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Pathfinder Adventure Subscriber

I'll go first. Are amy of you writers of the novels and web fiction serials interested in answering any questions?

And, if yes to the previous question, how did you first come into contact with the Pathfinder setting?

Dark Archive Contributor

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Short version:

While I was aware that my old colleagues at Paizo had created an Adventure Path line after the end of the Wizards of the Coast magazine license, I hadn't really looked at them until a local friend brought them to our monthly geek pub night. Somewhere around Crimson Throne or Second Darkness, I started subscribing to the APs via a local comic shop. Later I ran the first two books of Rise of the Runelords with the 4e rules. (I've recently started running it again with Pathfinder rules.)

At the 2008 World Fantasy Convention, I ran into Pierce Watters and Erik Mona. During the banquet, Erik told me Paizo was considering starting a fiction line and asked whether I'd be interested in contributing. I was, and later that weekend I took him to one of the world's great game shops, The Sentry Box, where I picked up a few more Pathfinder sourcebooks and really started studying the larger setting.

Soon after, James Sutter dropped me an email to say it'd be a while before they were ready to move forward with the novel line. In the meantime, he asked whether I'd be interested in writing the Pathfinder Journal for their first Pathfinder-rules AP, Council of Thieves. I pitched four or five ideas. The one he liked was a revised version of an old novel pitch for another setting. He asked me to change a few more elements, like eliminating a vampire antagonist and changing the half-orc to something else--maybe a tiefling, he suggested.

The result was "Hell's Pawns." By the time that was finished, James liked the characters well enough that he wanted novel pitches featuring one or both of them. The result that time was Prince of Wolves.

Contributor

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Sure, I'll answer whatever I can. ;)

I have a terrible memory and am probably going to botch this story in all kinds of ways, but iirc Pierce Watters read my debut novel, liked it, saw some similarities to D&D fiction (not accidental, as that is and has always been a significant chunk of my writerly DNA), and asked my agent if I would be interested in doing a Pathfinder tie-in novel. Which I totally was, since my actual dream from teenager-dom had been to write gaming fiction. (Between getting to write for the spiritual descendant of D&D and getting to write for the spiritual descendant of Baldur's Gate, I have effectively realized all the writerly dreams I had when I was 15. I'm pretty happy about that.)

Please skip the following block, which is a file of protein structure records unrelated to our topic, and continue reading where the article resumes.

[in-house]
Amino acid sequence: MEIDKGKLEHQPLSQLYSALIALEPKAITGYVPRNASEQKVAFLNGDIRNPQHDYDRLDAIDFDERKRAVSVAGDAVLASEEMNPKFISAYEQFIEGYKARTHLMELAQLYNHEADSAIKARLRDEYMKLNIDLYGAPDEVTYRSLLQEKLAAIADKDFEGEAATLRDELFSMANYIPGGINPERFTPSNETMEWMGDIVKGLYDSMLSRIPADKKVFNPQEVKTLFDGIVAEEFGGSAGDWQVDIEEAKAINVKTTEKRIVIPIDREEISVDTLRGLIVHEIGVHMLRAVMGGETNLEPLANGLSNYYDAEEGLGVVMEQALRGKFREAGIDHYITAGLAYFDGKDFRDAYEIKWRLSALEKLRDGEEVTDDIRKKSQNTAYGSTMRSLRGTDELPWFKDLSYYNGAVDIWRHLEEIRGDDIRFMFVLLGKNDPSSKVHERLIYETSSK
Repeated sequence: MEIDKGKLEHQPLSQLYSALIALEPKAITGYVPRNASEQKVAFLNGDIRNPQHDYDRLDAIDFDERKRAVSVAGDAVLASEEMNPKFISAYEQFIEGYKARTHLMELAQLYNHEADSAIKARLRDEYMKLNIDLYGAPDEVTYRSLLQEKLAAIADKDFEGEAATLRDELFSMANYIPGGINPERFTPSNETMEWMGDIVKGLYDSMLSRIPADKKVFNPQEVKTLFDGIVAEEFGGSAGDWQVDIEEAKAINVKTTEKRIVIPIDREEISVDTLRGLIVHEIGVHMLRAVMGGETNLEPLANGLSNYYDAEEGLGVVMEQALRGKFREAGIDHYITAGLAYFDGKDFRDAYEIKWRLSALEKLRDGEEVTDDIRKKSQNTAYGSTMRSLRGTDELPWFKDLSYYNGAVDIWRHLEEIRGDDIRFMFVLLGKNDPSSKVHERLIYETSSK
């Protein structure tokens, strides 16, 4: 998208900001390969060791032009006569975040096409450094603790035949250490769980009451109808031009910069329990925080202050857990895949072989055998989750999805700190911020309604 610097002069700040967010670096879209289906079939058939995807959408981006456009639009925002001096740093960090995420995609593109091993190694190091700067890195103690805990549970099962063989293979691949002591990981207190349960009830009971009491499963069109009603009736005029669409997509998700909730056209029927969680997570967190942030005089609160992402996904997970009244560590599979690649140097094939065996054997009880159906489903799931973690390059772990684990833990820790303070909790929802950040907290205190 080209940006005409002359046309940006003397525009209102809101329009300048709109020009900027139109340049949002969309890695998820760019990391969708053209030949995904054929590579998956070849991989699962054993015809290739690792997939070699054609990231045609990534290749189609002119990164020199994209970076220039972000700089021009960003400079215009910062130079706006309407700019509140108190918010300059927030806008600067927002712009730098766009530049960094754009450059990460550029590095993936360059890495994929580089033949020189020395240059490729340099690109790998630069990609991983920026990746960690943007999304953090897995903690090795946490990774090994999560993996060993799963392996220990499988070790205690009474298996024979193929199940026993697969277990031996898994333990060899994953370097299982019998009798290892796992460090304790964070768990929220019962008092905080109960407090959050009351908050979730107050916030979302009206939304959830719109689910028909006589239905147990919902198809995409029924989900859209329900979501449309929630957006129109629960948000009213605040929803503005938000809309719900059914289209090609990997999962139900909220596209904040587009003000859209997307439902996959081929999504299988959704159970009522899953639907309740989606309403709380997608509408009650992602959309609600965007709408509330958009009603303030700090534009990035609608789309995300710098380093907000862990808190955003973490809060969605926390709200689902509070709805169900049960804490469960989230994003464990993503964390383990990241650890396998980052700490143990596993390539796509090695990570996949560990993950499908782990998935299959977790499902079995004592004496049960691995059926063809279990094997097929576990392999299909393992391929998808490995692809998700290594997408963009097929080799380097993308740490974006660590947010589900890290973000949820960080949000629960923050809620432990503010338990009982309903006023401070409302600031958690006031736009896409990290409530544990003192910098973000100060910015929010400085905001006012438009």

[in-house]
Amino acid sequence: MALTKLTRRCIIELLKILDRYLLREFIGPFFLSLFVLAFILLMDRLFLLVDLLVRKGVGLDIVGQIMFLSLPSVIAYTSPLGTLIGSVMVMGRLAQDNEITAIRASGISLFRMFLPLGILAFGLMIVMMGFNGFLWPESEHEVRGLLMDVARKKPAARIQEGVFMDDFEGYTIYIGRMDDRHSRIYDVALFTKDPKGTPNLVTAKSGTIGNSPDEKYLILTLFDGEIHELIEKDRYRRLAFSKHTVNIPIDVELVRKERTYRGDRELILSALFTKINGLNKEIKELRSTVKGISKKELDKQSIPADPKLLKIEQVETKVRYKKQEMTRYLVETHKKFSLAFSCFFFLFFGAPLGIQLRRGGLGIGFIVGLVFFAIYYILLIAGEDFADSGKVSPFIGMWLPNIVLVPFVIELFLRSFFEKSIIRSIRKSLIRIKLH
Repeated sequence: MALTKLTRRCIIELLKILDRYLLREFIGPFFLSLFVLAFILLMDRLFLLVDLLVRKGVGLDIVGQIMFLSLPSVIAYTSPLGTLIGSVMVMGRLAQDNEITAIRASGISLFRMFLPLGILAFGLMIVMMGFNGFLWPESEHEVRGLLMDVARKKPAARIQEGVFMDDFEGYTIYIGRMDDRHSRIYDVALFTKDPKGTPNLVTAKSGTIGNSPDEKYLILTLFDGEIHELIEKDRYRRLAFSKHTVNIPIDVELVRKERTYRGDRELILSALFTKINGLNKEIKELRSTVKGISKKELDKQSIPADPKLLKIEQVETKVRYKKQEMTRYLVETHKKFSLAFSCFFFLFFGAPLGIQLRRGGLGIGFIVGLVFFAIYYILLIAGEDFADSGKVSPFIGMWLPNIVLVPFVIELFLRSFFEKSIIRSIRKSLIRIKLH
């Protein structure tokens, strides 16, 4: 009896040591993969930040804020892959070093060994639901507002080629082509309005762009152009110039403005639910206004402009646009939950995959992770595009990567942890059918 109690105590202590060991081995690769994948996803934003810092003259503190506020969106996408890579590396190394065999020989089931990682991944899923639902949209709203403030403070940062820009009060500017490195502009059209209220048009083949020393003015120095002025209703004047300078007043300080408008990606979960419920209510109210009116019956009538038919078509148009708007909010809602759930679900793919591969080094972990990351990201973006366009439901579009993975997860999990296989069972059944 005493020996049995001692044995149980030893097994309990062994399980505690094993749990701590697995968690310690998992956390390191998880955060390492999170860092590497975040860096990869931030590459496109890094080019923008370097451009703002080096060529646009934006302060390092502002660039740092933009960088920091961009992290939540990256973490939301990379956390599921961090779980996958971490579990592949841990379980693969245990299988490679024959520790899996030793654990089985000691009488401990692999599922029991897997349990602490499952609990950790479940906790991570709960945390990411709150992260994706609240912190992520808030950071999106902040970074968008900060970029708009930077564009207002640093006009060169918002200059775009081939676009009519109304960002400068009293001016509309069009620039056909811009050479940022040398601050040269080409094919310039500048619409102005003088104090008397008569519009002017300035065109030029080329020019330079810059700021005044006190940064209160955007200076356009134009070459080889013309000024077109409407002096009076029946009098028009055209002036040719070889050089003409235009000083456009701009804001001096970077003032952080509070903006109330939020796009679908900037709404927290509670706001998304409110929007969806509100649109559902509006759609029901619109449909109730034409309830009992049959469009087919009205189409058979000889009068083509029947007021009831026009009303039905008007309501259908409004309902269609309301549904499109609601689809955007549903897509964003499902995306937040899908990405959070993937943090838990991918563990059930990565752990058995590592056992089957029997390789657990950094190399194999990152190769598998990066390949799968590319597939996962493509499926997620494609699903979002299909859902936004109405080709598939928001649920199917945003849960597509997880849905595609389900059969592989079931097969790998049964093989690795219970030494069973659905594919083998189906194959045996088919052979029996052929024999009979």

I took a look at the campaign setting, saw that there was an ENTIRE COUNTRY that was super duper uber-Gothy and filled with fun quasi-horror material, immediately started yelling "YES GIVE ME THAT ONE I WANT THAT ONE" and lo and behold they let me play around in Nidal.

sweeeeeet

My first experience gaming in Pathfinder was Rise of the Runelords. I figured I should probably learn how to work the rules system if I was going to be writing for this setting, so I shanghaied my longtime gaming group into doing that AP.

After that we ran through Curse of the Crimson Throne and currently we're playing a campaign of my own invention, much of which I intend to cannibalize for story material.

Editor

Hey there! I had a desire to be an RPG writer. After selling a few stories to different markets, I read all the Pathfinder Tales that had been published so far. And then I wrote a story in the Pathfinder style (but not in the world). When I emailed James, I sent that story along with a few I'd already had published.

He liked it enough he asked me to rewrite it in a Golarion setting. And that became The Weeping Blade. That was the start, and it continued on to Forge of Ashes! That is my debut novel and I couldn't be prouder.

Contributor

I've been a gamer and writer pretty much since I could read, and around 2004 I started writing articles for Dragon & Dungeon magazine under Paizo's guardianship. When Paizo made Pathfinder, I told them I loved working with them and would like to continue to support their company.

I mainly wrote game material for Pathfinder, but I've always wanted to be a fiction writer (which sounds funny because game material is obviously fiction, but, you know what I mean). James Sutter asked me to write an installment of the first Pathfinder Journal series with Eando Kline. Later, a writer was forced to withdraw at the last minute and Sutter asked if I would fill in, so I wound up with two stories in that series.

I asked James about writing a novel around that time, but he wanted me to have a bit more experience first. I wrote two more short stories for the web fiction feature, and also sold a few pieces of my own to other markets. Then I was offered the six-part Pathfinder journal for Mummy's Mask, which I was so excited to do. The characters really came to life for me and James gave me a fairly free hand with the stories. I'd just finished them up when Adam Daigle took over the Pathfinder journal feature and asked me to write the series for Iron Gods, which again I was happy to do.

All that work must have been enough to convince James I've got novel-writing chops, because I'm working on my first novel for the Pathfinder Tales line now. :)

Executive Editor

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I'm guessing this thread is going to be *very* popular with the Tales writers...

Oh, and I first came into contact with the Pathfinder setting when we all looked at each other and went "OH S+&+ OH S$+~ THE MAGAZINE LICENSE DIDN'T GET RENEWED—WHAT ARE WE GOING TO PUBLISH?!" The rest is history. :)

Contributor

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I will be happy to answer questions of all kinds!